In my native language, we use an idiom to warn someone that they're doing something which has no result at the end:
Trying to convince him is like squashing water ...
Is there any idiom in English with the same meaning?
There are a few idioms like that. One is:
You're just beating your head against the wall.
Like trying to squeeze blood from a turnip.
and another is:
It's like trying to herd cats.
They each are used is slightly different situations. To be most analogous to your expression it sounds like I'd use the first one: Trying to convince him is like beating your head against the wall
Sisyphean labor. "Sisyphean" means endless and unavailing, as labor or a task. Comes from Greek mythology, Sisyphus was made to roll a giant boulder up a mountain as punishment by the gods, but the boulder would always roll down before he could get it to the top, forcing him to begin the pointless exercise anew.
There are very many idioms that you could use for a Sisyphean task. Take your pick.
I think the most generally applicable would be "pushing water uphill with a rake".
If you want to say that you're doing the right thing, but you're doing it too late to have any effect, you'd say "shutting the stable door after the horse has bolted". This is sometimes known as "stable door shutting" for short.
If you want to say that there are too many unpredictable factors to make your task possible, you'd talk about "herding cats".
If you want to say that you're trying unsuccessfully to get someone to do something or give you something, this is "trying to get blood out of a stone".
Plus all the other excellent suggestions in the other answers here.
It's a fool's errand
To add to the other good examples:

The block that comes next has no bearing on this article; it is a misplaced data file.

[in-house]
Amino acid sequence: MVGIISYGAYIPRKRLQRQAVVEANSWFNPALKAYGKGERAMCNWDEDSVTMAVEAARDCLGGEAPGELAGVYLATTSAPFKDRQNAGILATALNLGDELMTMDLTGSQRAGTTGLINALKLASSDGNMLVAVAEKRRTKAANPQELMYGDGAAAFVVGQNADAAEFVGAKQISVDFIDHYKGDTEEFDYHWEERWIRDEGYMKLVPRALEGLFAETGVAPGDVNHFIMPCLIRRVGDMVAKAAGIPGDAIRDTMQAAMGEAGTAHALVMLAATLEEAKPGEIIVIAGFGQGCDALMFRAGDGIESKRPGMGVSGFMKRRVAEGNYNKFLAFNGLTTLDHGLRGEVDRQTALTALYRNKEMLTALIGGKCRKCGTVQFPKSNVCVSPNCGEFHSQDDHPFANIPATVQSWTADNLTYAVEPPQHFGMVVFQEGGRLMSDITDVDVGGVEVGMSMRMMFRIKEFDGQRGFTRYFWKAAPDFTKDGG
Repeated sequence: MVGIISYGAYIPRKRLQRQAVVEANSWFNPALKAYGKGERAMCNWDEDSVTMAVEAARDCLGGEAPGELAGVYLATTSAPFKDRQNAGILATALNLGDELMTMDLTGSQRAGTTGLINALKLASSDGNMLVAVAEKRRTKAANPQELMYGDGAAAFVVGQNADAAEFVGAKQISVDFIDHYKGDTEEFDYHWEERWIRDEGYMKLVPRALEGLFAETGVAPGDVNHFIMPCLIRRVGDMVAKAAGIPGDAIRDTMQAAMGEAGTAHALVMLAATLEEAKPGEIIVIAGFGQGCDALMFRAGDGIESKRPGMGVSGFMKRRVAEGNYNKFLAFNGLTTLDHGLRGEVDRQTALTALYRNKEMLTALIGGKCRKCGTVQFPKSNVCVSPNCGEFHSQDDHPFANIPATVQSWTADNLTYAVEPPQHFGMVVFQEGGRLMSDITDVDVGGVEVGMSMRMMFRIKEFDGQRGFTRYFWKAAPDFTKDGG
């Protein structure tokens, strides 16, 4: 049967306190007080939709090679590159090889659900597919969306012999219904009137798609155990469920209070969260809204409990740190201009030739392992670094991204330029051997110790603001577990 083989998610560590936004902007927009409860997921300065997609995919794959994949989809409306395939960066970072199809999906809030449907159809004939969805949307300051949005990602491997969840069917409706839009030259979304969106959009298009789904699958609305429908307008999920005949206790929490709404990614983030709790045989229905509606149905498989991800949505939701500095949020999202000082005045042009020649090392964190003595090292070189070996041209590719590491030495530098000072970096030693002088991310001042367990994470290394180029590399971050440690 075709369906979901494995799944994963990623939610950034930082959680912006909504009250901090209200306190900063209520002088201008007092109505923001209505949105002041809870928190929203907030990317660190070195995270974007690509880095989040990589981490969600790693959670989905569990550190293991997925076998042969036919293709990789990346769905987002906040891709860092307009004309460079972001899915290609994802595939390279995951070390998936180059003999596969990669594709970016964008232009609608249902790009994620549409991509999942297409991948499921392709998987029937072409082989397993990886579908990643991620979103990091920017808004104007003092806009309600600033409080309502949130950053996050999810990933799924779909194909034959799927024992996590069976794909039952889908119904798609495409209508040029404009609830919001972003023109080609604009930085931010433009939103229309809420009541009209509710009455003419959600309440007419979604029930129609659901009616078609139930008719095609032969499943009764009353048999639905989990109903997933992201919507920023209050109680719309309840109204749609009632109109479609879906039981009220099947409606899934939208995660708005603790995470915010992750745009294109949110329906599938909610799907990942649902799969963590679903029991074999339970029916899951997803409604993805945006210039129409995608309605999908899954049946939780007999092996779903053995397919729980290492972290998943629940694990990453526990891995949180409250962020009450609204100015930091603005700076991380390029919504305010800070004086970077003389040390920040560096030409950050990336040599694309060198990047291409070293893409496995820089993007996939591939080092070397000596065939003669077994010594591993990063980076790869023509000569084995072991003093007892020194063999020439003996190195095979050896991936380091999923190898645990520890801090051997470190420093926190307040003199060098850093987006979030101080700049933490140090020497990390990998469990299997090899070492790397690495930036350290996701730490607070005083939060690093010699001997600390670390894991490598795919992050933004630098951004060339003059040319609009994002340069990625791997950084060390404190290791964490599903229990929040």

Rearranging the deck chairs on the Titanic.
This is my goto for these situations because I think it really creates a nice visual of futility.
I would use ... like beating (or flogging) a dead horse
It even has its own wikipedia entry
I would not use Jim's suggestion beating my head against the wall with the word like - so
I am banging my head against the wall trying to convince him
Trying to convince him is like flogging a dead horse.
are two ways of expressing your problem
If the original is Water naar de zee dragen then it is a Sisyphean task
Like trying to carry water in a sieve
Like trying to empty the sea with a thimble
I did a search for "is like trying to convince a" and came up with a lot of really amusing results:
like trying to convince a cat it wants to go swimming.
like trying to convince a cat anything.
like trying to convince a two-year-old that a shot won't hurt.
like trying to convince a five-year-old that vegetables taste like candy.
like trying to convince a pacifist that violence solves everything.
like trying to convince people that "white trash" is derogatory and "redneck" isn't.
like trying to convince a mouse that the cat is her best friend.
like trying to convince a corpse that physical therapy is the only answer to its problem.
like trying to convince a newborn that crying is illogical.
like trying to convince a scientist that the moon is really made of green cheese.
Depending on context, Pissing in the wind.
trying to push on a rope
to express doing something in a way that is clearly not going to produce the desired results.
English is not my native language